I am more a buyer/collector than a trader. I think this one will stay with me!

              Best,
              Louie.

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              • #8
                mmm...not likely...

                That would have been a pretty expensive motor for Jenny.

                My friend and fellow moderator Brad suggests the A. Schild 1931.... Have you had the back off?

                sigpic

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                • #9
                  FYI, most late-1960s to 1970s A. Schild movements with date allow for the date to be changed by advancing the time past midnight, back to 20:00, and then past midnight again. Repeat until correct date is visible.

                  For more info on this and other movements, I recommend Dr Ranfft's site:
                  http://www.ranfft.de/cgi-bin/bidfun-...ranfft&0&2uswk

                  Very cool Jenny!
                  Cheers,
                  Brad

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                  • #10
                    Here's a link...

                    ..to Ranft's page on the AS. It's about the right time period, and the date setting mechanism sounds right....
                    LINK
                    sigpic

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                    • #11
                      My God....... Tyler don't encourage him to try to take the back off..... Have a watchmaker do it!

                      That's a dang cool looking watch. I myself like to collect watches that aren't your garden variety either. I suggest getting the crud off the back of the case though
                      TKite,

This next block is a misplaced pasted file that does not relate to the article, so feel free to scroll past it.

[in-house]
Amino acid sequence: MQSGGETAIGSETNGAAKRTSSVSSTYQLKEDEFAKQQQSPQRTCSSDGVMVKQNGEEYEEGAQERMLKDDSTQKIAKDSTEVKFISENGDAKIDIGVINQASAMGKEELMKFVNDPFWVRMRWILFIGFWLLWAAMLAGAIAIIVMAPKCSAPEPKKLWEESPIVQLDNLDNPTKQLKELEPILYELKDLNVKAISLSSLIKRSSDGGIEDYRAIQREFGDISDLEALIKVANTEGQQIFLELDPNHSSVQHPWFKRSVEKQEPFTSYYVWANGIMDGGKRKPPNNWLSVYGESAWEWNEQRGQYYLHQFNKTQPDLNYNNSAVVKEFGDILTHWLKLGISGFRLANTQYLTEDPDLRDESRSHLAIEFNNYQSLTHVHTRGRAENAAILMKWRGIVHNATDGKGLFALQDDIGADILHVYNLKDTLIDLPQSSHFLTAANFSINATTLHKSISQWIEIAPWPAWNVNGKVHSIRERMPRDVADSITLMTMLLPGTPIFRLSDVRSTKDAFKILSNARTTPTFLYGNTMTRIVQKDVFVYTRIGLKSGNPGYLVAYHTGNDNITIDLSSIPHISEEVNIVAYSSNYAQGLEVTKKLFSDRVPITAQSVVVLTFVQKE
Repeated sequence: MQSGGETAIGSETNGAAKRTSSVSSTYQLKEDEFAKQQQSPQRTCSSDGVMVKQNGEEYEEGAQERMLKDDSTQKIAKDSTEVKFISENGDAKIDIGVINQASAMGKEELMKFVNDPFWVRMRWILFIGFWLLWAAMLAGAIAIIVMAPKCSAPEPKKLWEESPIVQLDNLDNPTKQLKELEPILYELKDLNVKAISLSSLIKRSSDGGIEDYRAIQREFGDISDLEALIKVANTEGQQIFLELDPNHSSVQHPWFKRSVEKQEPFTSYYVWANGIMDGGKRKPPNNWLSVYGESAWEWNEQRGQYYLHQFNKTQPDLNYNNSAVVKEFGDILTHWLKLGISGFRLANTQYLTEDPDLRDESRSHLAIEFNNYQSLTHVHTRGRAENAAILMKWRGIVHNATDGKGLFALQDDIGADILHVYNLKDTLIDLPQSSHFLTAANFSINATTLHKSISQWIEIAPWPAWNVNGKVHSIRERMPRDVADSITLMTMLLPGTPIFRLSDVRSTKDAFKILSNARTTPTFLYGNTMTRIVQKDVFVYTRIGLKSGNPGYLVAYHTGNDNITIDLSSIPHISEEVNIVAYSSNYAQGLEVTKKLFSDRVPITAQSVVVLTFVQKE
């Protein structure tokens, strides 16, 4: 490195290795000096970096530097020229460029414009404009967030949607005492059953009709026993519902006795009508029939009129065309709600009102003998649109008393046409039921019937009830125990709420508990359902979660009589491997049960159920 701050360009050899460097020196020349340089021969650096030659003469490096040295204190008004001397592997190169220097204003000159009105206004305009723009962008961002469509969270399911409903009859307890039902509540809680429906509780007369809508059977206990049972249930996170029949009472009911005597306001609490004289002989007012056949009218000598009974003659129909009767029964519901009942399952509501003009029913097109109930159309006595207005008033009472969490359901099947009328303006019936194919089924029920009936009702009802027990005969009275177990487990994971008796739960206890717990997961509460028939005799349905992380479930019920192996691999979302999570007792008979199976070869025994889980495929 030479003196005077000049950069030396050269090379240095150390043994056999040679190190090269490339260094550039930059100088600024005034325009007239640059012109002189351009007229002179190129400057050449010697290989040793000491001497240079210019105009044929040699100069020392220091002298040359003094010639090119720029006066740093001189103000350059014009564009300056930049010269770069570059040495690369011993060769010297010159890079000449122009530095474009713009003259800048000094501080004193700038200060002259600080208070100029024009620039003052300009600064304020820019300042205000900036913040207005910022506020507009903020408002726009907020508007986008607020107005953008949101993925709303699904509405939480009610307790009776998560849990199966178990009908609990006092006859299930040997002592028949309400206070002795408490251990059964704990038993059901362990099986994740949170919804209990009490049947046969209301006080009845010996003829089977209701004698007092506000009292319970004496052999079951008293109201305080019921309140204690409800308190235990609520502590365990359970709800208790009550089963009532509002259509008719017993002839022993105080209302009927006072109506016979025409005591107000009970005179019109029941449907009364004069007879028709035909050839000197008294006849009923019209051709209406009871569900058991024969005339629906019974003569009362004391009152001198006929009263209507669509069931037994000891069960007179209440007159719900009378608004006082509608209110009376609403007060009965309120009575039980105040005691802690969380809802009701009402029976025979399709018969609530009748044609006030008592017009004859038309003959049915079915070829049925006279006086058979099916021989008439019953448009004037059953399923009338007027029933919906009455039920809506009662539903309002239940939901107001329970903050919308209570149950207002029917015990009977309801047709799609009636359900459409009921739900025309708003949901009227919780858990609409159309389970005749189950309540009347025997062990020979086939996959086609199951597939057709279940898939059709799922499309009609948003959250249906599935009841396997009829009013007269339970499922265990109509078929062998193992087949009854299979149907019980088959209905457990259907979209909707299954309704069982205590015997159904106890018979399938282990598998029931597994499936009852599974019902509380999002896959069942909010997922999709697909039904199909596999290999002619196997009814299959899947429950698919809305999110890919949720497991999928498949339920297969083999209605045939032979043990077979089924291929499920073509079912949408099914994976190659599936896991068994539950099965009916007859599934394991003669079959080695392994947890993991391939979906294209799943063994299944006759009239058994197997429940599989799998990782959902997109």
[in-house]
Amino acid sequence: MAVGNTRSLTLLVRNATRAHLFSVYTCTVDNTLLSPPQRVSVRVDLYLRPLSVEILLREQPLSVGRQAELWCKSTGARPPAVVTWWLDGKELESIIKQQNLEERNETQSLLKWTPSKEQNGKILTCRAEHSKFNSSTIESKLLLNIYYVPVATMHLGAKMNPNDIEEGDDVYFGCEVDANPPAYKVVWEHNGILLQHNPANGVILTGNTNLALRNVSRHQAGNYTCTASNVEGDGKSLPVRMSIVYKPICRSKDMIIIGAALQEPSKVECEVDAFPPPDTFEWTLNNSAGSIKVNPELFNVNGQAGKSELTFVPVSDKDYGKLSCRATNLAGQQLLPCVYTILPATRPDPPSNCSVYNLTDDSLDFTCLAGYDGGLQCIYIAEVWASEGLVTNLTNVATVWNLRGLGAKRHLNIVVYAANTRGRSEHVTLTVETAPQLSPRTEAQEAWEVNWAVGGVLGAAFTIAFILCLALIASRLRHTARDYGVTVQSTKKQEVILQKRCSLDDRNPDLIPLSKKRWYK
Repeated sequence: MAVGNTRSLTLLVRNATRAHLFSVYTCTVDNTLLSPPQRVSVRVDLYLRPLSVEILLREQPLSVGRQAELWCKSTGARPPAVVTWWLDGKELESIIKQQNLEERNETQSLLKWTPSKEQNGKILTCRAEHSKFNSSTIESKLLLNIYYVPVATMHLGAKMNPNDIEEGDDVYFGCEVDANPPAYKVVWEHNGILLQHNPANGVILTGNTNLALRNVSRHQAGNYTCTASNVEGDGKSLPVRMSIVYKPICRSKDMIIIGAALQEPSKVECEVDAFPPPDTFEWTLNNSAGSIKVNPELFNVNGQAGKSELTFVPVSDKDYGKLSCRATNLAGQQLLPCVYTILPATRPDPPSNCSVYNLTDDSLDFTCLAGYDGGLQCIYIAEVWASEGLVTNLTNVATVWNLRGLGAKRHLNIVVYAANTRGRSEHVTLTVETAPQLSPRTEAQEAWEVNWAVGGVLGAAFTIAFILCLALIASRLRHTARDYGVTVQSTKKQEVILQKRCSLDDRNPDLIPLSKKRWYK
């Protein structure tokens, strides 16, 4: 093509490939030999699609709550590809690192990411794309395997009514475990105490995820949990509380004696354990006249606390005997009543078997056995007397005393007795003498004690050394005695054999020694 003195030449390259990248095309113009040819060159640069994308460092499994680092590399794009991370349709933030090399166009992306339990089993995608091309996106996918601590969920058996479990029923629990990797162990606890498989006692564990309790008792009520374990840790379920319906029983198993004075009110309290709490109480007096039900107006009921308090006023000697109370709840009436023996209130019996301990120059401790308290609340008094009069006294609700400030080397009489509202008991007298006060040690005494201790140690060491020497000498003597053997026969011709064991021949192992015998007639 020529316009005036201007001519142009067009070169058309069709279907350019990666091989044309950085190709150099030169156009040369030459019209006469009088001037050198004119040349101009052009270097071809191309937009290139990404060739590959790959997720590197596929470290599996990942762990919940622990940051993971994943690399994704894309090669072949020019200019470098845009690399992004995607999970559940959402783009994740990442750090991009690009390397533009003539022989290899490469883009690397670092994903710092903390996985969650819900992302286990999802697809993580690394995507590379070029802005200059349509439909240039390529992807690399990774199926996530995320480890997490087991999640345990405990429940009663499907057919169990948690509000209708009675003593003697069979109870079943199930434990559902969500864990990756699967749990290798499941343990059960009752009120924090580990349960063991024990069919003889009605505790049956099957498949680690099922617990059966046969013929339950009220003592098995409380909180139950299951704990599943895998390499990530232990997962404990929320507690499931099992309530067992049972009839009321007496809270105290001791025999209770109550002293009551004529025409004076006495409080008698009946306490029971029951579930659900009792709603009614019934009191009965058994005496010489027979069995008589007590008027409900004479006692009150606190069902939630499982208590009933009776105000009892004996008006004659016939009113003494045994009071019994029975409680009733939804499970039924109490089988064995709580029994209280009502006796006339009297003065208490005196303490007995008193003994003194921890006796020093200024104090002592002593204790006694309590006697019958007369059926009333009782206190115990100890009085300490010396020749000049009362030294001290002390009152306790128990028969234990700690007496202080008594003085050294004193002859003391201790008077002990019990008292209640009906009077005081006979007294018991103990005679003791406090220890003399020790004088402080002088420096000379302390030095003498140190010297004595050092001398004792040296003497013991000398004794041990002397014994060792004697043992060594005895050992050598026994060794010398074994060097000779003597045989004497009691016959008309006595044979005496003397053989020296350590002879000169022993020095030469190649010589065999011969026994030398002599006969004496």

Hydronaut

                      I need a new watch

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                      • #12
                        Killer old Jenny!

                        As per George.... quick set date would be highly unlikely for a watch built in the late 60's early '70's. That is one of the reasons I don't buy many vintage watches anymore. I feel like I'm tearing it up just trying to get to the right date.

                        As per Brad..... my 1971 Rolex Pres uses the same manner for setting the date. Change the date by rotating past 2:00 and then rotate back to past 10:00 and she will change the quickest.

                        Great post!
                        sigpicHook 'Em
                        "Just as watch collectors are keepers of a tradition of a mechanical art, so too are dive watch owners keepers of a legacy of rugged instruments that accompanied man on some of his greatest adventures. Wear your dive watch proudly."

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                        • #13
                          I think I'll leave it as it is until it goes to the watchmaker!

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                          • #14
                            There's a sticker still on the back. The crud is really the adhesive crawling from under the sticker and getting mixed with dust...well, yes, CRUD! But it's not so bad as it looks. The watch is really nice.

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                            • #15
                              Hi Louie...

                              I'll agree that it's a pretty unusual piece - I've been collecting alarms for ~10 years and I don't think I've ever come across one.

                              I also agree that it's almost certainly a Schild movement - they were by far the most widespread alarm of that era and your description of the operation matches. The "916" is probably coincidental, as the JLC 916 is automatic, which this doesn't appear to be, and JLC was pretty particular about who they sold their movements to. One advantage to it being a Schild is that their popularity makes replacement parts easy to find, so a good watchmaker should be able to get it up and running with minimal difficulty.

                              Very cool, thanks for sharing.

                              -Nate